TTAB Rules Gospel Music Association Off-Key In 2(d) Appeal
The Gospel Music Association was silenced in its attempt to register the mark GMA in block-letter and design form (shown below) for entertainment and educational services in the field of gospel music, including conducting seminars and conferences (in class 41).
The Board affirmed a Section 2(d) refusal to register on the ground of likelihood of confusion with the mark GMA registered by the Grocery Manufacturers of America, Inc. for "arranging and conducting educational seminars and conferences" in class 41, and for "association services, namely, promoting the interests of members of the grocery manufacturers industry" in class 42. In re Gospel Music Association, Serial Nos. 76400500 and 76400501 (February 7, 2005) [not citable].
The Board found the marks at issue to be "highly similar in sound, appearance, connotation and commercial impression." The design element in Applicant's second mark was not sufficient to distinguish it from the cited mark: "Consumers are not likely to remember this design, or if they do, they will view it as a variation of the registered mark GMA."
As to the services, the Board observed that the issue is framed not by what the actual services are, but by how they are identified in the registration and the applications at issue. The Board found Applicant's services sufficiently different from Registrant's class 42 associational services in the grocery field that confusion is not likely. But Registrant's class 41 educational services are not limited to the grocery field, and they presented a different kettle of fish:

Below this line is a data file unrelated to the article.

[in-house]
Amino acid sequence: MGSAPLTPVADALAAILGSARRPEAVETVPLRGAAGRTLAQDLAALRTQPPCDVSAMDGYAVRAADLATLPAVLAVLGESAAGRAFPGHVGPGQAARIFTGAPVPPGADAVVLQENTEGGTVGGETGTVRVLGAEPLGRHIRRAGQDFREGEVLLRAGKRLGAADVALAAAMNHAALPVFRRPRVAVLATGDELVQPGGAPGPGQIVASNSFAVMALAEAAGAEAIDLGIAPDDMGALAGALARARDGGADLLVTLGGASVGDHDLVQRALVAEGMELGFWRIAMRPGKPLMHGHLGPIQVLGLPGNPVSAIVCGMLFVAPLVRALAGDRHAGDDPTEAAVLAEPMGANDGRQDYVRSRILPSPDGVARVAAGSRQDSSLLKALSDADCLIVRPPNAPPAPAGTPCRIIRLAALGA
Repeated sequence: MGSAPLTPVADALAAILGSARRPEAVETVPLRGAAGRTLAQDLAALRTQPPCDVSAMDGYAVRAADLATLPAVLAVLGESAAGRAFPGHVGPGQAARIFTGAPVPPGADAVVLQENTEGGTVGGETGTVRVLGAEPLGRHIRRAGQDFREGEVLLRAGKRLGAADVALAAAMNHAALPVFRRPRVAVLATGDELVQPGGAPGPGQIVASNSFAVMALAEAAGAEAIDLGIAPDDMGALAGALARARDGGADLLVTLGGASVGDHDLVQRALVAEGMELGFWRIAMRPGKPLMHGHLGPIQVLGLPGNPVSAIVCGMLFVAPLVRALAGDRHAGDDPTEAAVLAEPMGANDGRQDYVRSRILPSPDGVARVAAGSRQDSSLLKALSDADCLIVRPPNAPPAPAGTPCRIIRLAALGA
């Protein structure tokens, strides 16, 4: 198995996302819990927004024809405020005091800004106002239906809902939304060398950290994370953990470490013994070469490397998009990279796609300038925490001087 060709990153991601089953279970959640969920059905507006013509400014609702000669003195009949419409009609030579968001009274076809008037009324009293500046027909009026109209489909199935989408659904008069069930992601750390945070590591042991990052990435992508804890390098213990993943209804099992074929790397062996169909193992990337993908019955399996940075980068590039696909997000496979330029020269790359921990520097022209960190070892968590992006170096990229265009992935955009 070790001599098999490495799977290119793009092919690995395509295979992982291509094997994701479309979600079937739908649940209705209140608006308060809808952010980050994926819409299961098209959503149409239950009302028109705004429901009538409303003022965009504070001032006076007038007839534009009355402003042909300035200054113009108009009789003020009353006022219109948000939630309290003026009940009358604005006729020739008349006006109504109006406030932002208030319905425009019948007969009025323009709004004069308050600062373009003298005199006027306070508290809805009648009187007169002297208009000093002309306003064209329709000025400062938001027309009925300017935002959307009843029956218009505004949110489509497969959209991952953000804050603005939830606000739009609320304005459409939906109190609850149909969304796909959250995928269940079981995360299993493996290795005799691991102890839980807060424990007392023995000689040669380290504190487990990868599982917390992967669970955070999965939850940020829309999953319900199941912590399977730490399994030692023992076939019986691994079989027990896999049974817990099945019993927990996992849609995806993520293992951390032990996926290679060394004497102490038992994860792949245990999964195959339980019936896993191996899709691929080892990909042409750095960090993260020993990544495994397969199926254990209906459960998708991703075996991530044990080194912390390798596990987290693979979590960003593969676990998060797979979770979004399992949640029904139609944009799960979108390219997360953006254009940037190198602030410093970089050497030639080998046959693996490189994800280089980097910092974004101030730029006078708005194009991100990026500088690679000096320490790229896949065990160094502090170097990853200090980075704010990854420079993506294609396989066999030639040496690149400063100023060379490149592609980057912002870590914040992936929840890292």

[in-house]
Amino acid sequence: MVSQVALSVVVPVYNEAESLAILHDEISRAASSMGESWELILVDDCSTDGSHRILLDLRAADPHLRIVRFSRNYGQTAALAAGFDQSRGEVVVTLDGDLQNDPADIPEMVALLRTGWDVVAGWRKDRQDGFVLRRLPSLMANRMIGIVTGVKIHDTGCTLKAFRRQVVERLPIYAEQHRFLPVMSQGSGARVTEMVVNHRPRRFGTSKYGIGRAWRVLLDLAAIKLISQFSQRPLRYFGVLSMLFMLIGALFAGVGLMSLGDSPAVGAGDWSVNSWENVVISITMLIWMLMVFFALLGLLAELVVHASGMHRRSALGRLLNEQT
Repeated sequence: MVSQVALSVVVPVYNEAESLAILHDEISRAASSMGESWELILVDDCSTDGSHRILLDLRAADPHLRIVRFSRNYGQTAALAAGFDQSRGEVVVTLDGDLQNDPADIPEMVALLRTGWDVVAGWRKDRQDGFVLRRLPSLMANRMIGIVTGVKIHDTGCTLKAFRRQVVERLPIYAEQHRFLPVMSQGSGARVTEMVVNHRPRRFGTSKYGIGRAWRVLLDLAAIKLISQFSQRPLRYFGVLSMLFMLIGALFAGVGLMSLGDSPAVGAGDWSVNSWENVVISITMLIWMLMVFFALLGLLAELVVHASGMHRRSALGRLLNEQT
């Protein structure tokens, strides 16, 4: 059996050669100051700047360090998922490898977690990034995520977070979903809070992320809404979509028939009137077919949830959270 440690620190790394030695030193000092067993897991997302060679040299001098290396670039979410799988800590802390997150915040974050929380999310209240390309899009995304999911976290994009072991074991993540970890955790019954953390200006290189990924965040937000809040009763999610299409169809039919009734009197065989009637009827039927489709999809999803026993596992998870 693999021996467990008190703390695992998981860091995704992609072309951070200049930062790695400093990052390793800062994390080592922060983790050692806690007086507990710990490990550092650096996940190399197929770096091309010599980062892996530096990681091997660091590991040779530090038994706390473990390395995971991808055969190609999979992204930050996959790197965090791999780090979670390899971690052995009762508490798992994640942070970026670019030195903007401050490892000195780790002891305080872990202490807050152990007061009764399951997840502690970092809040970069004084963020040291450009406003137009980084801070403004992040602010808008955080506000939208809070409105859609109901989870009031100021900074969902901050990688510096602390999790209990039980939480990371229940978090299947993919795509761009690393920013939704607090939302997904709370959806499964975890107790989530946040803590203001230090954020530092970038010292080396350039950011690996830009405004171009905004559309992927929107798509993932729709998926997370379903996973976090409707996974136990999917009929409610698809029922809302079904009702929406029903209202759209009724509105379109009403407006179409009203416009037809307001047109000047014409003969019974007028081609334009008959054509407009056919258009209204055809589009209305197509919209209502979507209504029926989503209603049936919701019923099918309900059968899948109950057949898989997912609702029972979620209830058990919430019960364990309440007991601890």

"These services, as identified, encompass the more specific educational services in the field of gospel music offered by applicant. *** The Board cannot read restrictions into the identification of services based on the cited registrant's name or because of a restricting phrase appearing in other classes of services in the same registration...."
Similarly, because the class 41 services are legally the same, the channels of trade and the classes of purchasers for the services must be considered, at least partly, the same.
Even if the purchasers of the services are sophisticated, the Board observed, they are not immune from confusion when the marks at issue are substantially identical. And Applicant's assertion that there has been no actual confusion over the several decades of concurrent use was unavailing, since that may be because Registrant's educational seminars in fact "dealt with grocery manufacturing issues rather than gospel music."
Finally, the Board noted that the Gospel Music Association could have asked the Grocers for a consent, or it could have sought partial cancellation of the cited registration under Section 18 of the Trademark Act ("i.e., a request that the registration be amended to include appropriate restrictive language regarding the cited registration's educational services"). It did neither.
The TTABlog notes that the Gospel Music Association's attempt to read restrictions into a cited registration is one of the most frequent losing arguments made before the Board. An applicant who recognizes at any early stage the problem posed by a broad blocking registration may save time and expense by extracting a consent from the owner of the registration, particularly if the applicant indicates that the other choice for the registrant is a partial cancellation proceeding.
Text ©John L. Welch 2005. All Rights Reserved.